Thursday, February 7, 2013

A little more traction

I'll go out on a limb and assume that most readers of this blog are well aware that James Cromwell and and my friend Jeremy Beckham who is a PeTA employee and representative disrupted the University of Wisconsin Board of Regents meeting that was held today in Madison. You can watch a video of the the disruption on the PETA website.

I'm writing here to call attention to the statements made by Eric Sandgren, the front man for the university whenever their cruelty is mentioned by the media.

His statement that has been printed in a couple places was this:
Today's events are just another attempt by these outside activists to get attention. They have attacked and distorted this line of research, which has very real benefits for people who are deaf, from every angle, and they are getting no traction with the public.
There are two equally erroneous claims here. It's hard to know whether he believes them himself or believes that the public will believe them. Maybe both these things are true; maybe he believes them and so also believes that the public will believe them. It's hard to tell whether he's simply wrong or being misleading or both.

He says "Today's events are just another attempt by these outside activists to get attention."

Does he believe that "outsiders" shouldn't be involved in what happens in Madison? Or has he been prepped by some university spin doctor who has told him that painting critics as "outsiders" will play well in Madison?

Mere pennies of the 100s of millions of dollars that pay for his and his cronies' experiments on animals here in Madison come from Madisonians. It is outsiders who pay local people to experiment on animals. It is outsiders who are getting attention by hiring Sandgren and his crew. He should have clarified his position. He'll suck up to outsiders who give him money, but outsiders who take exception to the university's cruelty ought not be listened to.

He goes on to say that these outsider's criticisms "are getting no traction with the public."

He must believe that censorship means that the people who are kept in the dark don't really care or are actually happy that disturbing facts are kept hidden from them, or he must believe that the local media is clairvoyant and knows precisely what the public's opinion is and merely and conveniently repeats it in their reports.

For reasons I can only guess about, no one in the local media market has been willing to report on the university's use of animals since Bill Lueders left the Isthmus and Todd Finkelmeyer left the Capital Times. A lack of courage? Awe of people with titles? Inferiority complexes about not working in the ivory towers? Intimidation? I don't know why local media has decided to shield the university from criticism or even simply take note of its very dirty laundry. Media hasn't even had the gumption to accurately report on the very serious public health risks related to the university's sponsorship of incredibly dangerous infectious disease research. What goes on in the university labs is a black box as far as the local media coverage is concerned. And Sandgren says PETA's criticism of Tom Yin's cruel experiments on cats isn't getting any traction? Is he really this stupid? Maybe he recognizes that local media have for some reason decided to shelter the university from any substantive criticism and is just playing to that fact? Maybe he's just playing his part in the charade.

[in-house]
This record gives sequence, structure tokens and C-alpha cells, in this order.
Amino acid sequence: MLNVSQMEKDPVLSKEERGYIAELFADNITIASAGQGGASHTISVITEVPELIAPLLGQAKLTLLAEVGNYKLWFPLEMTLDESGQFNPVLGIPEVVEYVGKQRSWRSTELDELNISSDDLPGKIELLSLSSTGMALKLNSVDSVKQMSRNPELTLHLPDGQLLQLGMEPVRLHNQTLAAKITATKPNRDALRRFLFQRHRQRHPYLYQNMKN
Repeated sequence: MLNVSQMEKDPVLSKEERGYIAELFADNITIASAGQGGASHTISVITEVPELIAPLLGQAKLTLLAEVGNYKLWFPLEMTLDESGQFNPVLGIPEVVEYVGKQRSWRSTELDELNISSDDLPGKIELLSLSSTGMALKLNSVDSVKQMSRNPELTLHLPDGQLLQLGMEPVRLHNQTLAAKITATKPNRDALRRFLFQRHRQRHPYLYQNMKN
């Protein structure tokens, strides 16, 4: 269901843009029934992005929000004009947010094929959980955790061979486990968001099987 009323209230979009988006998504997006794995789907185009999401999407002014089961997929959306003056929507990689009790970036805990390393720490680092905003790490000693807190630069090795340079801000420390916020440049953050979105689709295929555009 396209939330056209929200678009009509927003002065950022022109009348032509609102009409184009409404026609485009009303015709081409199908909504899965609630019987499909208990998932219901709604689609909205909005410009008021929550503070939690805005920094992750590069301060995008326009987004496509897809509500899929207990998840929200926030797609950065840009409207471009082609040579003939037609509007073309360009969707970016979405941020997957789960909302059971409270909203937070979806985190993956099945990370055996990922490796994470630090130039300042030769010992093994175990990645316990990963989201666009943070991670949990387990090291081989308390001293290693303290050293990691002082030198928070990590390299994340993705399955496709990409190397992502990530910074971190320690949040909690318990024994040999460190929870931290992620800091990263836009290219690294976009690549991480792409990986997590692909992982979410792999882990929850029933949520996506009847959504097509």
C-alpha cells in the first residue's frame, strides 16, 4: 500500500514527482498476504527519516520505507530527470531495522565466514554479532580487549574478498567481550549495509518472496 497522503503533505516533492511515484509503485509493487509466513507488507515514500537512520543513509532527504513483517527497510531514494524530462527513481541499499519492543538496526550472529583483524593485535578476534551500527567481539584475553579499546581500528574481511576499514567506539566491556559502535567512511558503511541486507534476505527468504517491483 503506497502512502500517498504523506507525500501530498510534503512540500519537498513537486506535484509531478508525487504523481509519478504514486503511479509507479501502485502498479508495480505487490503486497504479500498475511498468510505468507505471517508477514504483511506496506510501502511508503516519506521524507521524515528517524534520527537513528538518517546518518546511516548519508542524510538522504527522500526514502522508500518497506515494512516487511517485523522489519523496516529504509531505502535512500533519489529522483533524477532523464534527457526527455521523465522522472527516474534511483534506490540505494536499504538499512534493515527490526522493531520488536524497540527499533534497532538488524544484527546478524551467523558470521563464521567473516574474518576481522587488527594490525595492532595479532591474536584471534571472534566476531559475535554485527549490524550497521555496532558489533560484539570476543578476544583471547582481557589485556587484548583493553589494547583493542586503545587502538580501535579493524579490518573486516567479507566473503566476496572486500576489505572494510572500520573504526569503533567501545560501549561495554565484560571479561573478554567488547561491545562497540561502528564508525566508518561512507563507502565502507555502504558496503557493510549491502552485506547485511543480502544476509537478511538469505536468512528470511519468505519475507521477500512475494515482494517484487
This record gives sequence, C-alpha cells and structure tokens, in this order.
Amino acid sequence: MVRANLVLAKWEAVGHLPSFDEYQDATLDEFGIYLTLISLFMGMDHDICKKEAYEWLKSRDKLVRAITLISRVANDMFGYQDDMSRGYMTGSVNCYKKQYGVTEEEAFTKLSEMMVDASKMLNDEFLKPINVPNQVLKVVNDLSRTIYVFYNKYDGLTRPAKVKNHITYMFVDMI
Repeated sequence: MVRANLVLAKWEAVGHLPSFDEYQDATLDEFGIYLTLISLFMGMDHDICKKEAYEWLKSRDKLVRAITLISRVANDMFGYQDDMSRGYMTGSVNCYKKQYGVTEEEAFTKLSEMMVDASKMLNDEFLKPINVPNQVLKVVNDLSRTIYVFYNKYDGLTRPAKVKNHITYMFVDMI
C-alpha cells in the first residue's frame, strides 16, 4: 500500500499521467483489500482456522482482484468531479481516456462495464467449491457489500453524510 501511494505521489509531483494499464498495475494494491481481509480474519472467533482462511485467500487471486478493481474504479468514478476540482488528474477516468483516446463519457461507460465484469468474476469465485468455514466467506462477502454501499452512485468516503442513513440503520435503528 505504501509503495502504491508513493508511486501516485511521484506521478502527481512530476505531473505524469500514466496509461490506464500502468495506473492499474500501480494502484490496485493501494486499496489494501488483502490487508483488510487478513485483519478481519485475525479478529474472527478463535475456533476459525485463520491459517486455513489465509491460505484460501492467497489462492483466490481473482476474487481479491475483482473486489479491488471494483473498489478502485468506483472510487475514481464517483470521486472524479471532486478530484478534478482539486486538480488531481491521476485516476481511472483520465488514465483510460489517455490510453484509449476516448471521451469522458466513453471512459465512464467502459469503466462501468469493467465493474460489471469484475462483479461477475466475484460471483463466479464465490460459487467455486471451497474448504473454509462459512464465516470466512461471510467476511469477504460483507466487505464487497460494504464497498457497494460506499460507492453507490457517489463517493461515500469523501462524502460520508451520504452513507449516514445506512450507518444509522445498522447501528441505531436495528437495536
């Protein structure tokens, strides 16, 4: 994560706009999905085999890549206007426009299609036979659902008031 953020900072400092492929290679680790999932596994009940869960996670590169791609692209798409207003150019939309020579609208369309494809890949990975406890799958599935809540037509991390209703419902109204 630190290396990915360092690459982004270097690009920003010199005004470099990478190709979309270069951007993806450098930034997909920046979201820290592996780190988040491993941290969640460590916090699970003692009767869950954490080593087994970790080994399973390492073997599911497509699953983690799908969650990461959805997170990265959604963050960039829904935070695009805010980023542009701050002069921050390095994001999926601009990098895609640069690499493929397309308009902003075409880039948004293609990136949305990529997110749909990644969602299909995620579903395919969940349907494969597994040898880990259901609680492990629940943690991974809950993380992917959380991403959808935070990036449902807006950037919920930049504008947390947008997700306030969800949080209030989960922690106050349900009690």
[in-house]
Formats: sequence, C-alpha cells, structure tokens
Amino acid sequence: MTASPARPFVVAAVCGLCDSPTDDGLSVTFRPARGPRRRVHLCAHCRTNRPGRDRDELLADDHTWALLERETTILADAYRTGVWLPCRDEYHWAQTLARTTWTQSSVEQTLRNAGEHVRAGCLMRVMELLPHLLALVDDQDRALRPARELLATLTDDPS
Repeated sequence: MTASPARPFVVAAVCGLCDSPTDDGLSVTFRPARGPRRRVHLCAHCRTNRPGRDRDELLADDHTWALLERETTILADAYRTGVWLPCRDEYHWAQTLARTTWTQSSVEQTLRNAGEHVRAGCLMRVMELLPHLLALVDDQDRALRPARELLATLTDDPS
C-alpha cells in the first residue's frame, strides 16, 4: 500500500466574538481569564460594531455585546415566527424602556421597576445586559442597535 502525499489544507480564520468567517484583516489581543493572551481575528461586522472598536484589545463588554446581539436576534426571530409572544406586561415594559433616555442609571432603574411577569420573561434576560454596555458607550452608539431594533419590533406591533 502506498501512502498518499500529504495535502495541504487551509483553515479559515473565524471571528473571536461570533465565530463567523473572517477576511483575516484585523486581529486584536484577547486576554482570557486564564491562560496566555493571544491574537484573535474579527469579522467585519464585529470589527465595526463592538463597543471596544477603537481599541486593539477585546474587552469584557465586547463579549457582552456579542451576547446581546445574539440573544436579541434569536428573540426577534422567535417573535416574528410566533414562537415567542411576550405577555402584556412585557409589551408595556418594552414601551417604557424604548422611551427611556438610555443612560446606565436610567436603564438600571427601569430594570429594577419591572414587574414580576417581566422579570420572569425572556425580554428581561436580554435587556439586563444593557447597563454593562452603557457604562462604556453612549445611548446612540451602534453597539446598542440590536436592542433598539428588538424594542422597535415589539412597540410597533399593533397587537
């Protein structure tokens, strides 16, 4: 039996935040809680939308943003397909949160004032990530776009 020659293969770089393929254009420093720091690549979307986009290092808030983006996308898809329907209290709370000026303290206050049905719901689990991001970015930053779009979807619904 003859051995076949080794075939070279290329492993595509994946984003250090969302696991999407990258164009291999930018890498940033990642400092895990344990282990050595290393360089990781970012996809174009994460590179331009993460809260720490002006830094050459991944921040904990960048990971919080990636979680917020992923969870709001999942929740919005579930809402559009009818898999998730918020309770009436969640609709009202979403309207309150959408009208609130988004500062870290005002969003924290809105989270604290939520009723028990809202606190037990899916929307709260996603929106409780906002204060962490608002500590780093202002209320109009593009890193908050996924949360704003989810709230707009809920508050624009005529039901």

As stupid or dishonest or both as the above claims might be, the real gem is the comment he made to Madison's NBC affiliate, Channel 15:
It's still important to have the discussion. It's important to know what the cost is to the animal. It's important to know what the potential benefit is to, in this case it's humans, but a lot of animal research also benefits animals. And then you you you come up, you compare those, and decide for yourself whether or not something you think it's ethical, and that where people have a right to differ.
It took PETA three and a half years to get the photographs of Double Trouble. The university fought tooth and nail every step of the way to keep them hidden from the public. How could someone begin to imagine "what the cost is to the animal" when something as simple as a picture of the animal paying that cost is kept hidden? Sandgren's statement is typical. UW monkey eye vivisector Paul Kaufman made a similar claim during a public debate with me. He said that hurting animals is just a sacrifice we have to bear. It is you and me who are sacrificing, not the monkeys whose eyes are being mutilated or the cats in Yin's lab, we are the one's suffering.

Sandgren says that everyone should decide for themselves what is or isn't ethical, but the university works very hard to keep you and me from knowing what it is doing. How can we decide? He's either stupid or a liar. Or both. What other option is there?

The university literally shredded 628 videotapes of various experiments that had been conducted on monkeys after we asked for a single one. How can they claim that they think everyone should decide for themselves what is and isn't ethical? How can they make such an outlandishly misleading claim? Easily. They believe that the public is too dull and stupid to notice and they believe that they will continue to be sheltered by local media's voluntary censorship of all things evil at the university.

WMTV - NBC15 Madison, Wisconsin:

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